Col. Gourdeau, deputy minister of marine and fisheries, and Frank Fraser, assistant to the chief engineer of the department, called up the Whig office by telephone, after the accident, word having been wired to the department of the sad affair. These officials desired full information concerning the catastrophe, hence their call on the Whig. Mr. Fraser said he was coming up to Kingston at once to look after the steamer and the comfort of the injured. Col. Gourdeau was greatly distressed by news of the accident.



The steamer Avon will clear for upper lake ports, as soon as the weather moderates. She had to move out of the way of the fire on the steamer Scout.

It took the steamer New Island Wanderer three hours to get through the ice from the head of Carleton Island to Cape Vincent, yesterday. She left for the Cape again this morning at eight o'clock.

Capt. William Manson, buried, on Tuesday, at Port Hope, was born in Staxigoe, Caithness, Scotland, in 1821, coming to Kingston in 1847, where he did a good deal of shipbuilding. He went to Port Hope, and has been one of the best known captains on the lakes. He is survived by three daughters and two sons, one of the latter, William, being captain of the Argyle.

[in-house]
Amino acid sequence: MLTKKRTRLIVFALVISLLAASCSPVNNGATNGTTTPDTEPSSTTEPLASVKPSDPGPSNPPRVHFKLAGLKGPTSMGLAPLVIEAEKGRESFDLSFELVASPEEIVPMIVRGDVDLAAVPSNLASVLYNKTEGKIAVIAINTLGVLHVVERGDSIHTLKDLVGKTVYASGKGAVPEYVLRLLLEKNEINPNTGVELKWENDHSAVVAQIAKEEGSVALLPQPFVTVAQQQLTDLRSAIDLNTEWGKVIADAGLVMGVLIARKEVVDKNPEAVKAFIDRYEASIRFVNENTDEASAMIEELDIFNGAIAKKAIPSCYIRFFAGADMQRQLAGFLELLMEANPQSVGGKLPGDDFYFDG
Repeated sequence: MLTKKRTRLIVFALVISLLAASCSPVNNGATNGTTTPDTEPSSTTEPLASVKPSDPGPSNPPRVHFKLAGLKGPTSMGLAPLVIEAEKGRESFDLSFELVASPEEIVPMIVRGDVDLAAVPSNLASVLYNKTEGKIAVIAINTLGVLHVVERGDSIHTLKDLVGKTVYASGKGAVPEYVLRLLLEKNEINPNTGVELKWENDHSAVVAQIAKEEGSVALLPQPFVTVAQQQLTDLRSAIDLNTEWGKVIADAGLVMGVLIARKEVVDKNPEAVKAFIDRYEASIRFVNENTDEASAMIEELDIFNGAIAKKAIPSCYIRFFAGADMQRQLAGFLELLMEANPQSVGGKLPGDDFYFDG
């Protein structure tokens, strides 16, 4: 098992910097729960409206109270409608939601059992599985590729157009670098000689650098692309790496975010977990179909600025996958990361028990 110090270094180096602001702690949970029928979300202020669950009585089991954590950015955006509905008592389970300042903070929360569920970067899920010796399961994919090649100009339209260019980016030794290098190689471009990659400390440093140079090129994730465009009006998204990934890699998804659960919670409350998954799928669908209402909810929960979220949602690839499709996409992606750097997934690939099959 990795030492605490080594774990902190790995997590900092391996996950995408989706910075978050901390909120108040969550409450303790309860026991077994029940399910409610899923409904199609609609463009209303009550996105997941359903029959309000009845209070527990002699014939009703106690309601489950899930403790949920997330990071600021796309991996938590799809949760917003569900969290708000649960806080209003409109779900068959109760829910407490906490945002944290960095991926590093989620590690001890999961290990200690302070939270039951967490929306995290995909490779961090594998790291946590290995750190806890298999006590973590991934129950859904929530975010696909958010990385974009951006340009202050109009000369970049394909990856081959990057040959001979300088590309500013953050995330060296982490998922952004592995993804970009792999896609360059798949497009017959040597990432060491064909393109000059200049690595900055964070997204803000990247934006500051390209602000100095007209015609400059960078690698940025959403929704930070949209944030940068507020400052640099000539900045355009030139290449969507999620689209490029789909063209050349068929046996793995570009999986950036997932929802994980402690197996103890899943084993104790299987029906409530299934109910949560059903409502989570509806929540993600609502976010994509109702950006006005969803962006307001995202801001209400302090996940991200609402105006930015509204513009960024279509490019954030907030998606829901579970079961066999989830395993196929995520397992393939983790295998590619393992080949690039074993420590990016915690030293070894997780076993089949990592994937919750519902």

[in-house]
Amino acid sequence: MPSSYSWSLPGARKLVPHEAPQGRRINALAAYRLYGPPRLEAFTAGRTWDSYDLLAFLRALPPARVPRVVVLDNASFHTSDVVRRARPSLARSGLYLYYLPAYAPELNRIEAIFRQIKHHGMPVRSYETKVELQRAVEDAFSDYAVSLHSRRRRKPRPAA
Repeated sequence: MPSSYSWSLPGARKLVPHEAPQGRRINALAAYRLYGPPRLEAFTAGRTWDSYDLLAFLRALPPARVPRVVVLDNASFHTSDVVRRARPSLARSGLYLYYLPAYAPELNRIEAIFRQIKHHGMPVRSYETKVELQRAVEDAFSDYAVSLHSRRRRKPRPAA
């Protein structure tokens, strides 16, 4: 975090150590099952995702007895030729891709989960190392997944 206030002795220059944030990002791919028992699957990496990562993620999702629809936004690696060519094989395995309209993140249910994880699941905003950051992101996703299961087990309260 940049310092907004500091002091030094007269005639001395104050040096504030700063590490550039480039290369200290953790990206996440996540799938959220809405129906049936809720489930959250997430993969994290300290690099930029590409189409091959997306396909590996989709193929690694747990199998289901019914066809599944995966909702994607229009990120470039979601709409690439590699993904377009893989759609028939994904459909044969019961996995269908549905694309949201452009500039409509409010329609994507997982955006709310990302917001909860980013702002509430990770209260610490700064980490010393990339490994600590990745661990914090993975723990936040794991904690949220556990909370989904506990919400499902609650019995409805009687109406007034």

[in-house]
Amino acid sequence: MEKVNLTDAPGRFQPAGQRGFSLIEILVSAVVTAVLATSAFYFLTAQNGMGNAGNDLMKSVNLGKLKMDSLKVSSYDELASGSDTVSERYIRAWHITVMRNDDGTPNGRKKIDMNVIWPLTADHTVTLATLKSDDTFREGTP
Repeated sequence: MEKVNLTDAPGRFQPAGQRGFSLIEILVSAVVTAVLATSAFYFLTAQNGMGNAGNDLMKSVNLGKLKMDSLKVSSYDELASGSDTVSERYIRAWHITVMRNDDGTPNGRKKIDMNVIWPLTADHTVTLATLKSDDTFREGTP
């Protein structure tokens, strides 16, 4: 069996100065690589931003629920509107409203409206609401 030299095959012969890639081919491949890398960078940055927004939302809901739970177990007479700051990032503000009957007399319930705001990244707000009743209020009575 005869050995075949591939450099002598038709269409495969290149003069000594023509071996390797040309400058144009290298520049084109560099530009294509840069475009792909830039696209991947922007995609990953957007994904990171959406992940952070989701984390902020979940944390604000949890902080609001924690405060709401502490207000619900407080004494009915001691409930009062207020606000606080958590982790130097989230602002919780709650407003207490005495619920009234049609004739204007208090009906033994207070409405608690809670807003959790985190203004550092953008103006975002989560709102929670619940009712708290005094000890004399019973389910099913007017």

Completely encircled with pack ice, the steamer New Island Wanderer, of the St. Lawrence River Steamboat company was held up a mile off port. She started this morning for Cape Vincent, got out to a point off Fort Frederick, and was fastened in by the ice, which came down in great quantities, with a south westerly wind. At 10:15 the tug Emerson went to her rescue, and brought her back to port.


Captain Frank Dana Dead - died at Alexandria Bay Saturday night; born April 6th, 1840; after fighting in civil war, started trading on St. Lawrence with sloops; one of his first boats was the Dolphin; bought a steam yacht to pull scows, then bought steamer Guide, sold her about 18 years ago and bought Massena; after it burned about three years ago he purchased the Riverside, but had to retire because of ill health after one year; last year his only son, Capt. John Dana, ran it. [Ogdensburg Journal]

p.8 The tug Emerson towed the steamer New Island Wanderer through to clear water down the river. The Wanderer reached Cape Vincent at one o'clock without much trouble, and was expected back at five o'clock.